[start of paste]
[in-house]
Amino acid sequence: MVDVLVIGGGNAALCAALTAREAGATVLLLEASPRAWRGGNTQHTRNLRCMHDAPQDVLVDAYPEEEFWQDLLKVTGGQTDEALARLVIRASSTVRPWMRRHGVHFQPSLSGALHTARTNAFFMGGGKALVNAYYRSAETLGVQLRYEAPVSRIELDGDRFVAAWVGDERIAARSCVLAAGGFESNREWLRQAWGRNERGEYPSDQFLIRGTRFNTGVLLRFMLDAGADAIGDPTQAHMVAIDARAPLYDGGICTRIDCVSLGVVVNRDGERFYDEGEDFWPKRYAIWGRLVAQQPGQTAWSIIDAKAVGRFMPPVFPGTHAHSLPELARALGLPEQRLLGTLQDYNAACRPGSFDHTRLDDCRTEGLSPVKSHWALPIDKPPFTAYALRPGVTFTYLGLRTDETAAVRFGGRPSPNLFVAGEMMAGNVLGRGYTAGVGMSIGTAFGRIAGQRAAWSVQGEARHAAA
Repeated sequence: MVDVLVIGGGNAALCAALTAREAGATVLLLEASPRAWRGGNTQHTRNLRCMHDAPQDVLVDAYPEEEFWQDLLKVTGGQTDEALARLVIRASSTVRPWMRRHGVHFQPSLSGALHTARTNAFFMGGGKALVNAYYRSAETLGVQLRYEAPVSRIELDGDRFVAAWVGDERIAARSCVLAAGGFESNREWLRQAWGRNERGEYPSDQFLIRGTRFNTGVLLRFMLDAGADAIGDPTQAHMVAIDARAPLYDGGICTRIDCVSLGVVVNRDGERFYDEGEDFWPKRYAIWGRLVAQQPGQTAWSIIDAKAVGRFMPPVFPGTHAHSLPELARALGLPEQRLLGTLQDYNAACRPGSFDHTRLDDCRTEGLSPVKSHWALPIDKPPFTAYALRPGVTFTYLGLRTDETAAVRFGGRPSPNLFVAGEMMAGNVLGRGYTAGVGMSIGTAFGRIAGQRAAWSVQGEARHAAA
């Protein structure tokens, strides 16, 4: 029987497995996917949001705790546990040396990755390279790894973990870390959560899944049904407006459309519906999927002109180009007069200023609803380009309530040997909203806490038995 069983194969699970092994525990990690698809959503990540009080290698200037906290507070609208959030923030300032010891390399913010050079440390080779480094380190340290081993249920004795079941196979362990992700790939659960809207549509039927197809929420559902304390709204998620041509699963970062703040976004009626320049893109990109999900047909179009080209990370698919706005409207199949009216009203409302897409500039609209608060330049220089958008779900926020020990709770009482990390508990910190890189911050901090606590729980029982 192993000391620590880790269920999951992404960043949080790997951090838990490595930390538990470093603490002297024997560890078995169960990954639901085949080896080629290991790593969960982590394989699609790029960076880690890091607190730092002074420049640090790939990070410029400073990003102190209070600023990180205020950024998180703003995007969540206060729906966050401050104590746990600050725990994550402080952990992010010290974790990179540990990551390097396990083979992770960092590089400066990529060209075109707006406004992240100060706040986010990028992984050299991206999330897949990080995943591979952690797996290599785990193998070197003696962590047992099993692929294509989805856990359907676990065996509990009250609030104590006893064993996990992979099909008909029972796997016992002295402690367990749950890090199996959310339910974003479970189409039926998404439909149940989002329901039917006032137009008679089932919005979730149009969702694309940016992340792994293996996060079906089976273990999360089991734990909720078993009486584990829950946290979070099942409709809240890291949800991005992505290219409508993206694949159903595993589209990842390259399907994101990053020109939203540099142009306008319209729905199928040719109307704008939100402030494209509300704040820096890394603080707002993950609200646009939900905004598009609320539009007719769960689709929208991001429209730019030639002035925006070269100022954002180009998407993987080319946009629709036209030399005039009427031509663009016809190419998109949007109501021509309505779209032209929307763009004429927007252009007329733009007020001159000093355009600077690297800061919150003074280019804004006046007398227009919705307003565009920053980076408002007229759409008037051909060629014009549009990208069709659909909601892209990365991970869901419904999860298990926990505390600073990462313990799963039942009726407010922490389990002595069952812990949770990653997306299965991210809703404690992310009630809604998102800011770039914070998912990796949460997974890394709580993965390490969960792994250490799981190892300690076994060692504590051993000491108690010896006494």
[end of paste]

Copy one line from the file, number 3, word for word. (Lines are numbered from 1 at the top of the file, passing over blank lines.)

Repeated sequence: MVDVLVIGGGNAALCAALTAREAGATVLLLEASPRAWRGGNTQHTRNLRCMHDAPQDVLVDAYPEEEFWQDLLKVTGGQTDEALARLVIRASSTVRPWMRRHGVHFQPSLSGALHTARTNAFFMGGGKALVNAYYRSAETLGVQLRYEAPVSRIELDGDRFVAAWVGDERIAARSCVLAAGGFESNREWLRQAWGRNERGEYPSDQFLIRGTRFNTGVLLRFMLDAGADAIGDPTQAHMVAIDARAPLYDGGICTRIDCVSLGVVVNRDGERFYDEGEDFWPKRYAIWGRLVAQQPGQTAWSIIDAKAVGRFMPPVFPGTHAHSLPELARALGLPEQRLLGTLQDYNAACRPGSFDHTRLDDCRTEGLSPVKSHWALPIDKPPFTAYALRPGVTFTYLGLRTDETAAVRFGGRPSPNLFVAGEMMAGNVLGRGYTAGVGMSIGTAFGRIAGQRAAWSVQGEARHAAA